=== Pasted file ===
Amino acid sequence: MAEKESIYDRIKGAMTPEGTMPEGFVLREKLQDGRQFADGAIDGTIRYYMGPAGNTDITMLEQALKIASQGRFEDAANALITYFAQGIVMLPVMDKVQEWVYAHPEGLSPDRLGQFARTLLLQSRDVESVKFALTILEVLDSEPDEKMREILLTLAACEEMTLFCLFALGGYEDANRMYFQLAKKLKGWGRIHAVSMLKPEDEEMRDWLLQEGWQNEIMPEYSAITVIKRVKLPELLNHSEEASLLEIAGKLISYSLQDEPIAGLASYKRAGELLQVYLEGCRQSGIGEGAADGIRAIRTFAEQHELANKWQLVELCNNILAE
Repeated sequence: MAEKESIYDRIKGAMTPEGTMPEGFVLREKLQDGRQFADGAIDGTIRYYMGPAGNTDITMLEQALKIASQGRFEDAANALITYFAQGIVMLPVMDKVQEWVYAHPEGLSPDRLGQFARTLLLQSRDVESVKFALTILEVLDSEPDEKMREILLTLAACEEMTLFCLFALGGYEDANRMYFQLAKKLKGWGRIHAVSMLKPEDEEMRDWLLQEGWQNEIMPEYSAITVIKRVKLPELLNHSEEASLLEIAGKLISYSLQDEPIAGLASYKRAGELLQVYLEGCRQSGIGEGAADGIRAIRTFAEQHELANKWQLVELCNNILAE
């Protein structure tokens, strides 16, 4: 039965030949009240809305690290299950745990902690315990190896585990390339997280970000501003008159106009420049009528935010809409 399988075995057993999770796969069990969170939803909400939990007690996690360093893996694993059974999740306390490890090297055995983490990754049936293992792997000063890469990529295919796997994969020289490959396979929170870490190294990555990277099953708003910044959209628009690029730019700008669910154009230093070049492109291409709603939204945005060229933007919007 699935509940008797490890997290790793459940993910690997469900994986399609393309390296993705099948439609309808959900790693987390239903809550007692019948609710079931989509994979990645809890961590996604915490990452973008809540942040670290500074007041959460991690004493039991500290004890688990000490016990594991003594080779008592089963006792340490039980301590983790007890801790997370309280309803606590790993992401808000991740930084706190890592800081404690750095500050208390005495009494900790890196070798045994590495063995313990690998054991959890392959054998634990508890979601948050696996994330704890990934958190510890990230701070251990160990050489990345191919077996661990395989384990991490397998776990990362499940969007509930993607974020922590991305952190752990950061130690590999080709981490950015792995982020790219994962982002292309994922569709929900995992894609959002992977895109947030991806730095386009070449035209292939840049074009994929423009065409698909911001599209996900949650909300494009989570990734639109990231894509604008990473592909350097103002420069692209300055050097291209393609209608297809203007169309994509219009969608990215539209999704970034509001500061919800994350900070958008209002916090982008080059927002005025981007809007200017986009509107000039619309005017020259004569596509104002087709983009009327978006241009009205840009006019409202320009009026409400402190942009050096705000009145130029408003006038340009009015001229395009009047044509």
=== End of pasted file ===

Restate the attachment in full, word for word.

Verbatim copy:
Amino acid sequence: MAEKESIYDRIKGAMTPEGTMPEGFVLREKLQDGRQFADGAIDGTIRYYMGPAGNTDITMLEQALKIASQGRFEDAANALITYFAQGIVMLPVMDKVQEWVYAHPEGLSPDRLGQFARTLLLQSRDVESVKFALTILEVLDSEPDEKMREILLTLAACEEMTLFCLFALGGYEDANRMYFQLAKKLKGWGRIHAVSMLKPEDEEMRDWLLQEGWQNEIMPEYSAITVIKRVKLPELLNHSEEASLLEIAGKLISYSLQDEPIAGLASYKRAGELLQVYLEGCRQSGIGEGAADGIRAIRTFAEQHELANKWQLVELCNNILAE
Repeated sequence: MAEKESIYDRIKGAMTPEGTMPEGFVLREKLQDGRQFADGAIDGTIRYYMGPAGNTDITMLEQALKIASQGRFEDAANALITYFAQGIVMLPVMDKVQEWVYAHPEGLSPDRLGQFARTLLLQSRDVESVKFALTILEVLDSEPDEKMREILLTLAACEEMTLFCLFALGGYEDANRMYFQLAKKLKGWGRIHAVSMLKPEDEEMRDWLLQEGWQNEIMPEYSAITVIKRVKLPELLNHSEEASLLEIAGKLISYSLQDEPIAGLASYKRAGELLQVYLEGCRQSGIGEGAADGIRAIRTFAEQHELANKWQLVELCNNILAE
């Protein structure tokens, strides 16, 4: 039965030949009240809305690290299950745990902690315990190896585990390339997280970000501003008159106009420049009528935010809409 399988075995057993999770796969069990969170939803909400939990007690996690360093893996694993059974999740306390490890090297055995983490990754049936293992792997000063890469990529295919796997994969020289490959396979929170870490190294990555990277099953708003910044959209628009690029730019700008669910154009230093070049492109291409709603939204945005060229933007919007 699935509940008797490890997290790793459940993910690997469900994986399609393309390296993705099948439609309808959900790693987390239903809550007692019948609710079931989509994979990645809890961590996604915490990452973008809540942040670290500074007041959460991690004493039991500290004890688990000490016990594991003594080779008592089963006792340490039980301590983790007890801790997370309280309803606590790993992401808000991740930084706190890592800081404690750095500050208390005495009494900790890196070798045994590495063995313990690998054991959890392959054998634990508890979601948050696996994330704890990934958190510890990230701070251990160990050489990345191919077996661990395989384990991490397998776990990362499940969007509930993607974020922590991305952190752990950061130690590999080709981490950015792995982020790219994962982002292309994922569709929900995992894609959002992977895109947030991806730095386009070449035209292939840049074009994929423009065409698909911001599209996900949650909300494009989570990734639109990231894509604008990473592909350097103002420069692209300055050097291209393609209608297809203007169309994509219009969608990215539209999704970034509001500061919800994350900070958008209002916090982008080059927002005025981007809007200017986009509107000039619309005017020259004569596509104002087709983009009327978006241009009205840009006019409202320009009026409400402190942009050096705000009145130029408003006038340009009015001229395009009047044509």